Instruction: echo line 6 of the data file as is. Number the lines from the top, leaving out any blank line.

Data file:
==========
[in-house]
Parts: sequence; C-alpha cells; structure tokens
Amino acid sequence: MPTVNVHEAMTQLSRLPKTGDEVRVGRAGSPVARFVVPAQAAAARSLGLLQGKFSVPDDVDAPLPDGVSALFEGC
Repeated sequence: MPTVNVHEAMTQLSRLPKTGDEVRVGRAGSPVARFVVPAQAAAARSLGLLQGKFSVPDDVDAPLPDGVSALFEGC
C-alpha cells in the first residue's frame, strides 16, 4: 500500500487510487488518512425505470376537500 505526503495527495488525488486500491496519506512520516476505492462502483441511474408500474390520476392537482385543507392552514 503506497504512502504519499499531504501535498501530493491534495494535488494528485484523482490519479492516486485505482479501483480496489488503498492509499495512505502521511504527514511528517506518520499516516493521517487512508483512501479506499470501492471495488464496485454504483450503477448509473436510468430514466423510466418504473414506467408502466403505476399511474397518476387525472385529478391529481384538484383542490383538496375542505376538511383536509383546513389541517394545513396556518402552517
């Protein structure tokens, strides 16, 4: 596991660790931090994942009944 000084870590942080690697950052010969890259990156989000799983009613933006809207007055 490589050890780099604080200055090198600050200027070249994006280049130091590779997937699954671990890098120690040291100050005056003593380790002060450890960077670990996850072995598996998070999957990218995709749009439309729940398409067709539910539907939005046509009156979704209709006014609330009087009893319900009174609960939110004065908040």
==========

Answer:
């Protein structure tokens, strides 16, 4: 596991660790931090994942009944 000084870590942080690697950052010969890259990156989000799983009613933006809207007055 490589050890780099604080200055090198600050200027070249994006280049130091590779997937699954671990890098120690040291100050005056003593380790002060450890960077670990996850072995598996998070999957990218995709749009439309729940398409067709539910539907939005046509009156979704209709006014609330009087009893319900009174609960939110004065908040």